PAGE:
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  • The BP Oil Spill and the End of Empire, Louisiana
  • Andy Horowitz (bio)

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Calling this disaster “the BP oil spill” conditions an inquirer to look for damage caused specifically by oil, and to measure its duration by the length of time that oil was allowed to spill. But listening to the people closest to the Gulf, it becomes clear that as much as this experience has been defined by an acute, chemical event, it also has come to represent a chronic, cultural trauma. Memorial for “all that is lost,” Grand Isle, LA, 2010. Unless otherwise noted, all photos courtesy of the author.

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Karen Hopkins lives in Grand Isle, Louisiana, where she manages Dean Blanchard Seafood, one of the largest seafood processors in the state. Before the BP oil spill of 2010, she recalled, “a typical day would be about five nervous breakdowns.” That is because Dean Blanchard typically bought between thirteen and fifteen million pounds of shrimp a year. For Hopkins, that meant:

You have three trans-vac suction machines working. You have three crews in three different staging areas unloading boats that are waiting in line, and you have three men coming in with shrimp tickets from three different boats at the same time, and you have people waiting in your office to get paid for their catch. The phones are ringing off the hook because you have fishermen who want pricing and . . . you have processors who are competing for your product and they’re trying to jack you out of some money because they’re trying to lower the price or they tell you that these shrimp weren’t pretty enough. You have to deal with them. And there’s only one of you.

Before the spill silenced the phones and emptied the office, turned off the suction machines and docked the boats, that was a typical day, and Karen Hopkins loved it.1

In the months after the Deepwater Horizon rig exploded in the Gulf of Mexico, I conducted a series of interviews for the Southern Oral History Program at the University of North Carolina with people like Hopkins who live and work on the Louisiana coast. I asked them to describe their experiences during what President Barack Obama defined as “the worst environmental disaster America has ever faced.” That was more than four years ago. Now, most of the country has put behind them the grotesque images of oiled pelicans; the eighty-seven days the Macondo well spewed millions of gallons of oil into the Gulf, the spectacle broadcast live from 5,000 feet underwater, have faded from memory. On Magazine Street in New Orleans, people are lining up at Casamento’s for a dozen Gulf oysters on the half shell once again. Though in April 2013, a team of biologists from Louisiana State University detected hydrocarbons in the cocahoe minnow—an appetizer for the Gulf of Mexico’s food chain—and in June 2013, researchers discovered a 40,000-pound mat of tar just off the Louisiana coast, our temptation is to declare the disaster over. Historians, ironically, tend to have particularly short attention spans when it comes to disasters, often treating them as acute events that erupt in a catastrophic instant and fade away just as quickly.2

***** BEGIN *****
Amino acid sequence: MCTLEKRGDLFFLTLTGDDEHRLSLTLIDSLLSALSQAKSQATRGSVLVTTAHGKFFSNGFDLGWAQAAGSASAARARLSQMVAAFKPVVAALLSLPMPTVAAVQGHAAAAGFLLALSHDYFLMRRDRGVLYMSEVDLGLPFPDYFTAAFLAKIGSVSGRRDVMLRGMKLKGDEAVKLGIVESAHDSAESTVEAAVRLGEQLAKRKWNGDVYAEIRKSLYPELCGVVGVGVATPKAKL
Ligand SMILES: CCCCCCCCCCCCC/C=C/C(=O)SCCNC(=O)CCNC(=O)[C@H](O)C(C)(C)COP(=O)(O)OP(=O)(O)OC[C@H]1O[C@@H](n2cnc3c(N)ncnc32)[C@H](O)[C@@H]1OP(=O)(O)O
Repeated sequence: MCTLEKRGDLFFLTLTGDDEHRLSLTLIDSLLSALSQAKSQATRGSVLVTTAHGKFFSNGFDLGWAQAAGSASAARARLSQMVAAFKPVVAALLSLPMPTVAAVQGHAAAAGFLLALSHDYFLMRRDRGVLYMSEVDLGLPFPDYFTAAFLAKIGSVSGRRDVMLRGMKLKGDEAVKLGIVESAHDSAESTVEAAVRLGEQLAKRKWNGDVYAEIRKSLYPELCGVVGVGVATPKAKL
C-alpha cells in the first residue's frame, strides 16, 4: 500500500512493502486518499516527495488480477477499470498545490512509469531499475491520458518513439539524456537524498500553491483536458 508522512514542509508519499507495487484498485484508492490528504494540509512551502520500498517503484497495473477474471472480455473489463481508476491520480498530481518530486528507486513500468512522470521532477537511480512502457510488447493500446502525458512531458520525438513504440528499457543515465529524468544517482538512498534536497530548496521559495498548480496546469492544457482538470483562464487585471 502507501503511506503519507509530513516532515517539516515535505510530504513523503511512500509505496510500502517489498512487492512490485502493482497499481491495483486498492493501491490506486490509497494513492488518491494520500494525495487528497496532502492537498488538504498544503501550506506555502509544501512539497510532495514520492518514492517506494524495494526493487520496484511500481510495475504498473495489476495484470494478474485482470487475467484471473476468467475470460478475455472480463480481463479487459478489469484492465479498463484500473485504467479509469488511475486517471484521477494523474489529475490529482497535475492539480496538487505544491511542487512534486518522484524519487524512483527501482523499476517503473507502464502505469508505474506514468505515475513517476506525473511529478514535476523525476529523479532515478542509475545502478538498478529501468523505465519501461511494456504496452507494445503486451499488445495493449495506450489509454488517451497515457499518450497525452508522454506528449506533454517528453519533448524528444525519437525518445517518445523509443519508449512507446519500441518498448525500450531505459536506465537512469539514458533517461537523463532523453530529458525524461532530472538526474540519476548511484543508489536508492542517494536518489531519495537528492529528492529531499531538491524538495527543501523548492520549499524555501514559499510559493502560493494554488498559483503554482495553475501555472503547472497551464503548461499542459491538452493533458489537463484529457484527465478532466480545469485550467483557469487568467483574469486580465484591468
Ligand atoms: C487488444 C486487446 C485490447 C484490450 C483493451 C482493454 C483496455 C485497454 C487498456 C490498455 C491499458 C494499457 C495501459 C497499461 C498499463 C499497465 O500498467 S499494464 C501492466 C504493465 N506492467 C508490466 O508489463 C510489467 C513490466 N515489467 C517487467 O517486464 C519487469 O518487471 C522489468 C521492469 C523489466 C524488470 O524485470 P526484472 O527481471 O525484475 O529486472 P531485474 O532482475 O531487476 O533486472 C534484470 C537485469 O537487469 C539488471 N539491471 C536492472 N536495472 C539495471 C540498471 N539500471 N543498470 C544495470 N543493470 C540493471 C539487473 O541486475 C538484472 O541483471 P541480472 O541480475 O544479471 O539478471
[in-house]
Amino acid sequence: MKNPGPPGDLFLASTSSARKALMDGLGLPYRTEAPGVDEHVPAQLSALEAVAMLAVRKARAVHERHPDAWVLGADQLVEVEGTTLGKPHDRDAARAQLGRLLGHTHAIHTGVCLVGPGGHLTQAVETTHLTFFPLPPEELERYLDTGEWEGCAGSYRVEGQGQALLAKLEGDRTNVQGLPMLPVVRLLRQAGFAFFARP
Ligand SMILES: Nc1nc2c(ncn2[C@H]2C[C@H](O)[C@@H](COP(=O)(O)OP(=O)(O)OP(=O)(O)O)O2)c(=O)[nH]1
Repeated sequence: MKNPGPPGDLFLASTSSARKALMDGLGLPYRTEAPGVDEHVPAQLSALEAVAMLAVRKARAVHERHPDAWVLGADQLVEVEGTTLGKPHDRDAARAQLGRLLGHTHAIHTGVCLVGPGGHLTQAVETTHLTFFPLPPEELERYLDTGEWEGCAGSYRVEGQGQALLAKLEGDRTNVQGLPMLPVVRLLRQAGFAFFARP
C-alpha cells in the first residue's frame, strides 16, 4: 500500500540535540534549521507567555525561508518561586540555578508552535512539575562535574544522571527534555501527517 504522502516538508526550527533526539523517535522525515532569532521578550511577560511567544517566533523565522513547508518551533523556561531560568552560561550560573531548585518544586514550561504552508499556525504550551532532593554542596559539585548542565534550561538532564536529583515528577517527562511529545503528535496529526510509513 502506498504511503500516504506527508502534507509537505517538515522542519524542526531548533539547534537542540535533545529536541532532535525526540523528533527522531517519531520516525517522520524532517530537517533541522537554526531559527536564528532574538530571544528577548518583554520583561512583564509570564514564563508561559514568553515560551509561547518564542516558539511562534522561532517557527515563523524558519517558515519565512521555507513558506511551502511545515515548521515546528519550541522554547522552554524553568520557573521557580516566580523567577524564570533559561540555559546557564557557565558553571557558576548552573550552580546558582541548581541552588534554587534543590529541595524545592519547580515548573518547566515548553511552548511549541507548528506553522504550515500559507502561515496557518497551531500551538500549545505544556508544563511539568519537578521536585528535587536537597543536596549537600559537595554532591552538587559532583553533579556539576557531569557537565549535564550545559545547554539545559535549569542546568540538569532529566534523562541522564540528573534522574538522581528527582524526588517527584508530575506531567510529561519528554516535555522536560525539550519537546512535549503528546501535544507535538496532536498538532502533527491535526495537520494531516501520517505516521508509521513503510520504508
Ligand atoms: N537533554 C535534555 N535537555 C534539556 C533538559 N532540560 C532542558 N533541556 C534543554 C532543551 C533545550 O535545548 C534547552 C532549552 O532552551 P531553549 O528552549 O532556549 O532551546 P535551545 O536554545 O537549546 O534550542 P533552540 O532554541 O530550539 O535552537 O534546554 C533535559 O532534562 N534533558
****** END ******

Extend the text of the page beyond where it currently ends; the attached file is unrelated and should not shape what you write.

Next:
Yet accounts from the Louisiana coast—a place where recent history is so saturated with calamities that USA Today described the people there, in a headline, as living “forever in recovery”—compel us to reconsider what kind of disaster the oil spill is, how long it might last, and what, ultimately, might be most disastrous about it. Calling this disaster “the BP oil spill” conditions an inquirer to look for [End Page 7] damage caused specifically by oil, and to measure its duration by the length of time that oil was allowed to spill. But listening to the people closest to the Gulf, it becomes clear that as much as this experience has been defined by an acute, chemical event, it also has come to represent a chronic, cultural trauma.3


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Grand Isle is a distinct place: “down...

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Additional Information

ISSN
1534-1488
Print ISSN
1068-8218
Pages
pp. 6-23
Launched on MUSE
2014-08-16
Open Access
No
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